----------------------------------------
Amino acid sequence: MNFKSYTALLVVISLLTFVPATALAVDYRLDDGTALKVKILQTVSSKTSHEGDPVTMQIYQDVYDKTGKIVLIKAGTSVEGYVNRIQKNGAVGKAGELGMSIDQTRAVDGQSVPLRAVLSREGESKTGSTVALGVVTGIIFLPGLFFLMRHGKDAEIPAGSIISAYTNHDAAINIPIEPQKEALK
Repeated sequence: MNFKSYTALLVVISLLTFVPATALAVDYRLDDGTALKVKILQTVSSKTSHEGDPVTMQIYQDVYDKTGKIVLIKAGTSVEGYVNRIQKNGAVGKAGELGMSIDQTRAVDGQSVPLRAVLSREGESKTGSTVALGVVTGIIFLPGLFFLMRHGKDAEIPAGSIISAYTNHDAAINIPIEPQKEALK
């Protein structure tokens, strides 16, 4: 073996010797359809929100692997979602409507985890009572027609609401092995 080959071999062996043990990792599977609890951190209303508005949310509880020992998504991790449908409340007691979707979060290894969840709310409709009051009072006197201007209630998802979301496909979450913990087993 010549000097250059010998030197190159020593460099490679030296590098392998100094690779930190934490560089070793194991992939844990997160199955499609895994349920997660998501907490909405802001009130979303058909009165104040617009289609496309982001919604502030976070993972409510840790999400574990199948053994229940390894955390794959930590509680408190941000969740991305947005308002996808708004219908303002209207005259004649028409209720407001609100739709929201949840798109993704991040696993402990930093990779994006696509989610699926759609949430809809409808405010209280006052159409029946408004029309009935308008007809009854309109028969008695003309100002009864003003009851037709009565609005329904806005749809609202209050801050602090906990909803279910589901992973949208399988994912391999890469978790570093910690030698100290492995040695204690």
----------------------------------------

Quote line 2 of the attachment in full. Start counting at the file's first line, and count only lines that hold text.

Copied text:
Repeated sequence: MNFKSYTALLVVISLLTFVPATALAVDYRLDDGTALKVKILQTVSSKTSHEGDPVTMQIYQDVYDKTGKIVLIKAGTSVEGYVNRIQKNGAVGKAGELGMSIDQTRAVDGQSVPLRAVLSREGESKTGSTVALGVVTGIIFLPGLFFLMRHGKDAEIPAGSIISAYTNHDAAINIPIEPQKEALK